The final sequence that features Diane slapping Alicia in the hallway — a great callback to the series premiere when Alicia delivers the smack to her philandering husband — leaves Alicia’s next move ambiguous. Surely, she’s done with Peter. That is telegraphed when he reaches out for her hand after his resignation speech but she’s already down the hallway, chasing what she believes is the shadow of Jason Crouse, the living object of her affections.

But he’s not actually there, as she finds out. Diane’s hand, however, is, and she lets Alicia have it for conspiring with Lucca — against Diane’s orders — to tear down the credibility of Diane’s husband Kurt while he testifies on ballistic matters during Peter’s trial. Through a convoluted series of events that also involves Cary (who appears to be on track to become a law professor) doing one last honorable thing in connection with the Florricks and that pesky murder case (even though it doesn’t help them), Kurt winds up being confronted on the stand that he has had an affair with Holly Westfall, played by Megan Hilty, who bought his firearms and ballistics firm.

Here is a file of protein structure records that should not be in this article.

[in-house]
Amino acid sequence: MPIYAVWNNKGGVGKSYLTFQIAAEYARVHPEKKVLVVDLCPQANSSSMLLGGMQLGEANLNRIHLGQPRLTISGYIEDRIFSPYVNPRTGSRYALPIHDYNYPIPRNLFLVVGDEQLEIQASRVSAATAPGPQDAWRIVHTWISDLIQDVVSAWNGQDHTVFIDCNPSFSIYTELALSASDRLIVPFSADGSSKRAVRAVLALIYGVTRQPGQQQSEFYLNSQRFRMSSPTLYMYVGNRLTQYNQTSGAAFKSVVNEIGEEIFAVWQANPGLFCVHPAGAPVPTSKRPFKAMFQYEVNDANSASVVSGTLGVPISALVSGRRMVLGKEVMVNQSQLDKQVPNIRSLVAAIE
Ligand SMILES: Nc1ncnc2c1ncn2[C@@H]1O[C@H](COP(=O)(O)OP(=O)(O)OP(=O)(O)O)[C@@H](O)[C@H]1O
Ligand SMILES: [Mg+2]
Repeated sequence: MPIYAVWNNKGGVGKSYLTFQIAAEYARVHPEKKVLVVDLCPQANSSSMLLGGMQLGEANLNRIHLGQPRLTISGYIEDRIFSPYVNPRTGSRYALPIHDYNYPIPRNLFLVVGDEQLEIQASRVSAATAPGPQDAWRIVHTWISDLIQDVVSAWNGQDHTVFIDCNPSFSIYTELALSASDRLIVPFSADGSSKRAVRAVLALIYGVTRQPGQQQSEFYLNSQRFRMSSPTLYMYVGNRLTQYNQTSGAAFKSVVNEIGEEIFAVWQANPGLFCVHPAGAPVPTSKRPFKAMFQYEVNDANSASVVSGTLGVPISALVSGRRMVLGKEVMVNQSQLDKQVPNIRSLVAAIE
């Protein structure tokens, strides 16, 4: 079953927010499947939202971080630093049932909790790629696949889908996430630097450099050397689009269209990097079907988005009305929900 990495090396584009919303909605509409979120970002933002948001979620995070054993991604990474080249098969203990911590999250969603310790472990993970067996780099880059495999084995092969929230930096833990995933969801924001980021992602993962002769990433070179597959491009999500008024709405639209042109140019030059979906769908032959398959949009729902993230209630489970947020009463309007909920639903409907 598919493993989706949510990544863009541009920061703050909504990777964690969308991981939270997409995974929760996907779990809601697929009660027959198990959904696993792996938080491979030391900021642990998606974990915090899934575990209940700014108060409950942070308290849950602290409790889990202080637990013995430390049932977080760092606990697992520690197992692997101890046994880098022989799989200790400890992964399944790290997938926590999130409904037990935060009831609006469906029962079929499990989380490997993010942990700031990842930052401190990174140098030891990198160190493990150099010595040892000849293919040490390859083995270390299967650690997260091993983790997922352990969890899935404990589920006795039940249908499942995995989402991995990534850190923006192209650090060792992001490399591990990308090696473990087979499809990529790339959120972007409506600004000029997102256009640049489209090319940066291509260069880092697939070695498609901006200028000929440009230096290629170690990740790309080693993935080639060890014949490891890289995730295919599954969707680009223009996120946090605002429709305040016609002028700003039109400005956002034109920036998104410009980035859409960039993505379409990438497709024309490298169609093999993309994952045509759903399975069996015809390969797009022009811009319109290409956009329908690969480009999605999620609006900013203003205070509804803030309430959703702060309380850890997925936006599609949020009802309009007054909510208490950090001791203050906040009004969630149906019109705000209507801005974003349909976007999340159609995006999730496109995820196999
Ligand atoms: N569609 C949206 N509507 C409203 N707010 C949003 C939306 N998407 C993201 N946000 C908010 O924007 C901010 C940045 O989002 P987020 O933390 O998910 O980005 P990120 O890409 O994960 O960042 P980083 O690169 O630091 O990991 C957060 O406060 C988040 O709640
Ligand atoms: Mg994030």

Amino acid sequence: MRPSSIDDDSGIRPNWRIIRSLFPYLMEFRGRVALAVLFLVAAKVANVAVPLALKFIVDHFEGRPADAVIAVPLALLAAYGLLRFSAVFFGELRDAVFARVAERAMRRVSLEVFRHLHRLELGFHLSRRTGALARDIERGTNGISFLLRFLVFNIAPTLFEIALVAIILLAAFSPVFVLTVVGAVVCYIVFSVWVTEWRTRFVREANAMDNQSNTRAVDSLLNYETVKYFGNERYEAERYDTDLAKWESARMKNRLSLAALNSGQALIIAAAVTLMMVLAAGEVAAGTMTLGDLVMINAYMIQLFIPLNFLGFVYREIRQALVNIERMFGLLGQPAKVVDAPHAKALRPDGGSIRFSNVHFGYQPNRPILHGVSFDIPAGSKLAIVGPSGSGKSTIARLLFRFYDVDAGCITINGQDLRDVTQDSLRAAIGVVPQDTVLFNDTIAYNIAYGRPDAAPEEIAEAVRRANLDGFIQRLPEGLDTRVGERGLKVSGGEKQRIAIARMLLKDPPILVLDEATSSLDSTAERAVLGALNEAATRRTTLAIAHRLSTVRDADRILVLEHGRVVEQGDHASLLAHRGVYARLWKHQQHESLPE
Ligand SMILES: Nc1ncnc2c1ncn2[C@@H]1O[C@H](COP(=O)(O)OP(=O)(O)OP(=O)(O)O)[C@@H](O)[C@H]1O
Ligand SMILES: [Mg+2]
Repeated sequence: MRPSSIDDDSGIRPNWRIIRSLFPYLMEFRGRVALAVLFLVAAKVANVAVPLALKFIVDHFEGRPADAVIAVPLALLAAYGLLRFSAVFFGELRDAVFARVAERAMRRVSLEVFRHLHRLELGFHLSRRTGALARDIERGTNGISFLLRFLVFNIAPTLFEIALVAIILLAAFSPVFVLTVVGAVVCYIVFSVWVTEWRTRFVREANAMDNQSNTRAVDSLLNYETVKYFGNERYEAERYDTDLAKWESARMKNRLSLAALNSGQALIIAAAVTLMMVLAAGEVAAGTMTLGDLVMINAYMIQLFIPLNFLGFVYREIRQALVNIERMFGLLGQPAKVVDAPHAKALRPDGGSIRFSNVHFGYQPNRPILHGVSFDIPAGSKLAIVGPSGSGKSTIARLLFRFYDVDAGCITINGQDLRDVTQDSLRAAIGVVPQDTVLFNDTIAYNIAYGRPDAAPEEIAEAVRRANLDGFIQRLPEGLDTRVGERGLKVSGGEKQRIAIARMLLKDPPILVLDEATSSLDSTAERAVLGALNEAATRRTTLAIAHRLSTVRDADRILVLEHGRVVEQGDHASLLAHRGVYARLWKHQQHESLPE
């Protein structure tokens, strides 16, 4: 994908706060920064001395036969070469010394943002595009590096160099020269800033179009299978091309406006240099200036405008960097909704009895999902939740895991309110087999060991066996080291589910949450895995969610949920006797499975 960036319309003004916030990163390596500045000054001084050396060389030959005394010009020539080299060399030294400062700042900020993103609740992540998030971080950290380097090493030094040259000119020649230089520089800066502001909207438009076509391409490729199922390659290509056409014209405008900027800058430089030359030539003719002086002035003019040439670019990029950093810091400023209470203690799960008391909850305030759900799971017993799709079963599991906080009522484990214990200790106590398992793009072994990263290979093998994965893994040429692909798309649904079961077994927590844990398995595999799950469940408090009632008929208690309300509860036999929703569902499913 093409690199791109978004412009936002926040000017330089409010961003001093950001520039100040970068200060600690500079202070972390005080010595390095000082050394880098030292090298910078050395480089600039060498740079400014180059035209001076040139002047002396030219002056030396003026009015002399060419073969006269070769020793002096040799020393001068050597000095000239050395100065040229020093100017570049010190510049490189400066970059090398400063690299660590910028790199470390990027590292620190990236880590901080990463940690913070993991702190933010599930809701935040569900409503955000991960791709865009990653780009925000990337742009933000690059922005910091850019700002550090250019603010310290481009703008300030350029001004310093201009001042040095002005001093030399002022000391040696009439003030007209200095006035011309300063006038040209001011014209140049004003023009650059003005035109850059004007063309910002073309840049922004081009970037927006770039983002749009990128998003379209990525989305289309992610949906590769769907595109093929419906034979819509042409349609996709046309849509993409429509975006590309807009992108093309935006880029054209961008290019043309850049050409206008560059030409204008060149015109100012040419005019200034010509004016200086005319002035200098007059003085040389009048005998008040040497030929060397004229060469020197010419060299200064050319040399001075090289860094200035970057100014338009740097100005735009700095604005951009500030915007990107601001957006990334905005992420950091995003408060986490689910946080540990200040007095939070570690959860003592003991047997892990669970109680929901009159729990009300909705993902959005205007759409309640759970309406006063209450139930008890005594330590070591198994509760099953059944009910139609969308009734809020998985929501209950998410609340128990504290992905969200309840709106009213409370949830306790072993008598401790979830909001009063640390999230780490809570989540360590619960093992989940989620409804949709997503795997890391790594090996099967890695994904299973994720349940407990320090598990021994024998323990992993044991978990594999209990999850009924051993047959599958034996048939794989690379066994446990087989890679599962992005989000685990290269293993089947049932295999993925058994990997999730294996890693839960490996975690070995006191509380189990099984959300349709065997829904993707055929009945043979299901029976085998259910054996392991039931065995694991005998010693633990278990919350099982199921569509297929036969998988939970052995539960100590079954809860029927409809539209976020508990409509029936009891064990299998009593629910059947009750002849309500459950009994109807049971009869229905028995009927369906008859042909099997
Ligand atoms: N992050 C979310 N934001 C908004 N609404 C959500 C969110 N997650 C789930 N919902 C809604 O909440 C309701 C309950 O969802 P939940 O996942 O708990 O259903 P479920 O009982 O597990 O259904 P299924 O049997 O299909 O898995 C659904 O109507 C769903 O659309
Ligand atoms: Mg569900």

The way Alicia straightens her suit, dabs away the tears from her eyes and walks stoically back down the hallway seems to suggest that she’s ready to become a political animal, despite her first struggle with elected office. Or was the slap from Diane the last bit of shakeup she needed to pursue a romance with Jason? This point will surely be debated by fans in the court of recaps — and the appellate courts of comment sections.

Alicia’s visions of Will Gardner are well played by Margulies and Charles. In the hands of lesser actors they might have seemed over the top. But the scenes are played as if they could have been from seasons one or two, without a shred of hallucinogenic quality other than the jolt of Alicia shaking herself out of the vision.

Will delivers some great lines with characteristic blunt-ness that are obviously meant to help viewers process where Alicia stands. Her “I’ll always love you” bit with Will is a fantasy of her own construct that is comfortable for her, especially now that he’s gone-gone. Like Lucca, Will urges Alicia not to blow it with the tattooed splendor of Jason, played by Jeffrey Dean Morgan.